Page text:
Archaeologists in Guatemala Discover a Vast Lost Mayan Civilizations with LiDAR
Almost 1,000 Maya settlement with pyramids and ball courts were discovered in a recent investigation, which dates back more than 2,000 years.
According to a recent study, archaeologists have found the remains of a sizable ancient Maya civilization that lived more than 2,000 years ago in northern Guatemala. Nearly 1,000 settlements made up this long-forgotten urban web, which covered 650 square miles and was connected by a vast network of causeways that was discovered using airborne laser equipment called LiDAR.
The study was published this month in the journal Cambridge Core and the results challenged the conventional wisdom of sparse early human occupation in this area during the "Preclassical" period spanning 1,000 BC to 150 AD by revealing a remarkable density of Maya sites in Guatemala's Mirador-Calakmul Karst Basin (MCKB). This makes it one of the largest contiguous regional LiDAR investigations in the Maya Lowlands, which includes parts of Mexico, Guatemala, and Belize, published to date.
The researchers noted that the LiDAR survey revealed a remarkable distribution and density of Maya sites concentrated in the MCKB, many of which were connected directly or indirectly by a vast causeway network that includes 110 miles of raised roads. They also noted that the sprawling civilization hints at labor investments that defy the organizational capabilities of lesser polities and may represent the Preclassic period's governance strategies.
LiDAR is a form of remote sensing that uses lasers to bounce off of objects to create detailed maps depending on how long it takes for the pulses to return to a receiver. Because it can uncover evidence of ancient human activity that may be hidden by thick vegetation—a issue that Maya scholars frequently face—or is otherwise invisible to traditional fieldwork on the ground, this technology has revolutionized archaeology.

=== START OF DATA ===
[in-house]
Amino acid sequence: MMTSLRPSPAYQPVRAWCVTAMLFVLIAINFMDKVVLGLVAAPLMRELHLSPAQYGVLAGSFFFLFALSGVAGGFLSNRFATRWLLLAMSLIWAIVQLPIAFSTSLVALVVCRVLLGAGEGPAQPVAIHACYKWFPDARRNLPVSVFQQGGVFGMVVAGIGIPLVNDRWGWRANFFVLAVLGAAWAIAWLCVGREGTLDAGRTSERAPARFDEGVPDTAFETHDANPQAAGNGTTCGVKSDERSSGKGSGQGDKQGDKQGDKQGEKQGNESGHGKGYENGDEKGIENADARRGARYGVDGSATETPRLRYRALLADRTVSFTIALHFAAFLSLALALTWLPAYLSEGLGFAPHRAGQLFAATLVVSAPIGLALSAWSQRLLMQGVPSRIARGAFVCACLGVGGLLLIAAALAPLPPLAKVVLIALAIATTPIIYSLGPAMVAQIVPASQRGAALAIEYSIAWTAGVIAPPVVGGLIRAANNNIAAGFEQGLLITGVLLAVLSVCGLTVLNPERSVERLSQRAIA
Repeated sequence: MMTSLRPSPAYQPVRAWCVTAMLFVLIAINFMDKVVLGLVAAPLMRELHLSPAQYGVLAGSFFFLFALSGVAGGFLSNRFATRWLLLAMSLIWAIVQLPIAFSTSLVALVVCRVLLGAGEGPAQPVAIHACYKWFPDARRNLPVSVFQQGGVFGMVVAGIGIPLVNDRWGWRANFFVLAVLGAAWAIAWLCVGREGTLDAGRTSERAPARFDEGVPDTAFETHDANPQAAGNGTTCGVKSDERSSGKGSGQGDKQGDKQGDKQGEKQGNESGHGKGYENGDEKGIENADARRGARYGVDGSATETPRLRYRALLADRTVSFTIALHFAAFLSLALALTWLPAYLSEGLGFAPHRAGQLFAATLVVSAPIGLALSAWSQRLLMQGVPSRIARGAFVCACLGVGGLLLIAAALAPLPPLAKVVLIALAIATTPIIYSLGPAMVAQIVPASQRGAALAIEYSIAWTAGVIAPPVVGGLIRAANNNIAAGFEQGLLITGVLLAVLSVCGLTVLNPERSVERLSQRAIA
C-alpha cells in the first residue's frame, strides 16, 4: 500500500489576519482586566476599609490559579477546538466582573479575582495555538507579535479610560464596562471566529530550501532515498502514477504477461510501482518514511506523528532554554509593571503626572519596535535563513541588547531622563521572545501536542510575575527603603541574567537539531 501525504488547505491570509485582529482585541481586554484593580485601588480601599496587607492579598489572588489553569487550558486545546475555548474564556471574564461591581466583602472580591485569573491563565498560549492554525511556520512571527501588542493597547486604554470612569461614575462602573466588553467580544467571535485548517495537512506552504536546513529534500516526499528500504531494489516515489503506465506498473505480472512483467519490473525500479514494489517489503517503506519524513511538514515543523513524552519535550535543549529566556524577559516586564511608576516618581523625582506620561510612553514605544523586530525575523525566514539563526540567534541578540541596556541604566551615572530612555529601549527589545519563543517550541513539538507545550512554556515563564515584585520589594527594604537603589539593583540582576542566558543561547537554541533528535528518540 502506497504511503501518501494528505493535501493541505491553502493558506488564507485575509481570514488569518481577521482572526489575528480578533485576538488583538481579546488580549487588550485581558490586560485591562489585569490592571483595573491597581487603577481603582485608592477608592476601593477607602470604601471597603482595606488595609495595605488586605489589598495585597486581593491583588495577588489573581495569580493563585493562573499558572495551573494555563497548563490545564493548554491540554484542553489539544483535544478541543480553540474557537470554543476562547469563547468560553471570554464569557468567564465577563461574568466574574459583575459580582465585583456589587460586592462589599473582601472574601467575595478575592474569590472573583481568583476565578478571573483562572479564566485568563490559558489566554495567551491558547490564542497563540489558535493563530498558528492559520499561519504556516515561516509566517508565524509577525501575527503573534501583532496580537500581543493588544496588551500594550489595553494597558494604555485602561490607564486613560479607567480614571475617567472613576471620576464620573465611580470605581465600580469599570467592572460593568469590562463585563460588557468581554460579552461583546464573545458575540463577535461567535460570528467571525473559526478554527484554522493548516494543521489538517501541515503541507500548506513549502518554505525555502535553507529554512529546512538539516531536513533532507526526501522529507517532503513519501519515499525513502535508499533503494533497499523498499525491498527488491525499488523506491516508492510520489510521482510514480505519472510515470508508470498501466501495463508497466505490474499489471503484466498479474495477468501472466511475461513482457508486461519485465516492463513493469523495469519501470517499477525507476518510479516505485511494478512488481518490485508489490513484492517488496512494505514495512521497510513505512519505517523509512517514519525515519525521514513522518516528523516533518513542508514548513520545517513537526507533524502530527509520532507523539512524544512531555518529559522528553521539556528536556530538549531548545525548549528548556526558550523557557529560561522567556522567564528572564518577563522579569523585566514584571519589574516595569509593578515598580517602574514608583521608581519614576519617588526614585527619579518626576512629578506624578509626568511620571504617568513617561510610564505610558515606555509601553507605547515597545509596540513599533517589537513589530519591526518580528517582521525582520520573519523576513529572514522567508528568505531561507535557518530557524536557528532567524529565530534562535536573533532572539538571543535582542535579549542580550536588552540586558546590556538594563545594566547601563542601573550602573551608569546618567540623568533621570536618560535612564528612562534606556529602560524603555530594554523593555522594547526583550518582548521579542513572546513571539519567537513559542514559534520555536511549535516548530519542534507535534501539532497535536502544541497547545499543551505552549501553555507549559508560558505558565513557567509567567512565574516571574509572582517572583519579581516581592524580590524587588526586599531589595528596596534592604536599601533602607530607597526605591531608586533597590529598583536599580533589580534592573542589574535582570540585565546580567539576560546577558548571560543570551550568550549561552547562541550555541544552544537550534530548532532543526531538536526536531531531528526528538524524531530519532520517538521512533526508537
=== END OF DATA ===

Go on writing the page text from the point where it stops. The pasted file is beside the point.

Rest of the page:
In order to look for buried signs of ancient communities, the researchers spent years flying airborne LiDAR sensors over the MCKB at an altitude of roughly 2,000 feet. To their surprise, the investigation unearthed dense clusters of brand-new, previously undiscovered contemporaneous sites, including enormous platform and pyramid complexes that point to the existence of a centralized and advanced civilization. Numerous ballcourts for Mesoamerican games as well as a sophisticated system of canals and reservoirs for managing water are included in these projects.
The team also looked at the 230-foot-tall Danta pyramid, which was once the heart of multiple causeways and a popular tourist destination in the Maya capital of El Mirador. The entire building may have required 6,000,000 to 10,000,000 person-days of labor, depending on the natural configurations of the bedrock beneath the structure. This amount of labor exceeds the capacity of polities with lower hierarchical political and economic status, and suggests a high level of organization as the sociopolitical and economic patron of such prodigious growth.
The astounding new find provides insight into the people who inhabited the thriving civilizations of this forested region for more than a thousand years. The research team anticipates that further study will help them learn more about this ancient culture and potentially unearth previously undiscovered settlements.
Hansen, R., Morales-Aguilar, C., Thompson, J., Ensley, R., Hernández, E., Schreiner, T., . . . Martínez, G. (2022). LiDAR analyses in the contiguous Mirador-Calakmul Karst Basin, Guatemala: An introduction to new perspectives on regional early Maya socioeconomic and political organization. Ancient Mesoamerica, 1-40. doi:10.1017/S0956536122000244